Wise Youngblood – Caroline
Genre: Classic Rock, 90s Rock, Alternative Rock
There’s a very thin dividing line between classic rock excess and indie-rock experimentalism. That line is, usually, made up of just how much the musicians writing the songs want to be liked and accepted by a potential audience. Based on how well they answer, they can choose to alter their sounds, style and philosophy to either draw an audience nearer and push further away.
If you’re into the cool, alternative rock heroes you may feel like you know where your allegiance lies. However, things may not be as clearly cut-and-dried as you may think. Kurt Cobain began admiring Aerosmith. Lou Reed wanted to write radio jingles initially. And, the Cult, long before their days of Rock God posturing, were the pick of the litter in an evolving post-goth scene.
Wise Youngblood’s Caroline takes inspiration from Ian Astbury faux-mysticism and imbues it with the kind of songwriting tricks that radio loves to sink its teeth in. The result is a pleasant, thrilling rock single that swings, sways and rocks.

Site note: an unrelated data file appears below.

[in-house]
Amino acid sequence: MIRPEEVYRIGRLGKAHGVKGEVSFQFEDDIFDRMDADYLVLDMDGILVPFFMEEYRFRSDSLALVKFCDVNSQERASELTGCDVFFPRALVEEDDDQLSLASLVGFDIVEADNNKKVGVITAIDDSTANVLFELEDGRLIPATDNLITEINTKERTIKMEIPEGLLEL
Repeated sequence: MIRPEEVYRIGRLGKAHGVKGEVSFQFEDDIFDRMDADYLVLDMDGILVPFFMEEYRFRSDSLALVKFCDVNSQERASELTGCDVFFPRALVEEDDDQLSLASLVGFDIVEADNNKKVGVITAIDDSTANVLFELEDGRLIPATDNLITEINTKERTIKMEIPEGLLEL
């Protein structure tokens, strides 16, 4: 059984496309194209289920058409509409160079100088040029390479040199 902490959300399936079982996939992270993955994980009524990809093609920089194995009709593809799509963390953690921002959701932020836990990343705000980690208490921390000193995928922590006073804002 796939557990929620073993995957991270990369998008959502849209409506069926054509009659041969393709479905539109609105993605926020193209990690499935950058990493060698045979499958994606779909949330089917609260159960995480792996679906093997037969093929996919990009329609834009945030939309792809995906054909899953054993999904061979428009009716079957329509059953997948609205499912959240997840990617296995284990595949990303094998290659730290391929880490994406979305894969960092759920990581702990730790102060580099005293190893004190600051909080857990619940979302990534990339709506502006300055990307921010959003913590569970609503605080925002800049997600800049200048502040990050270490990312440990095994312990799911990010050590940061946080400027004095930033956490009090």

Black Coast – Stranger’s Skin
Genre: Screamo / Post-Hardcore, Metalcore, Grunge
You might have seen the memes about rejoicing to hear Alice In Chains or Deftones as a kid, merely to realize many years later the serious topics with which their songs dealt. True as that may be for a lot of people who grew up on this typeof music, I tend to think that the success of groups like this, writing about grown-up subjects, is a testament not only to their quality but to the overall intelligence of their long standing fans.
I imagine that when pitching a single, a movie, or a TV pilot, the idea is to get your financiers to feel at ease, and entertained. Sure, comedies sell. But, not for a long time. In fact, the majority of the works that have survived deal with universal topics that are not love. They deal with hardship, depression, and inner turbulence. Bands like Alice In Chains were the modern equivalent of the blues.
Their version of the blues, like Black Coast on their robust single Stranger’s Skin, was wrapped in distorted guitars and the kind of singing that resemble the ceremonies of madman, or a mystic. It may all sound like a tall order, but Black Coast’s greatest gift is that of drawing you in, and keeping you interested once there.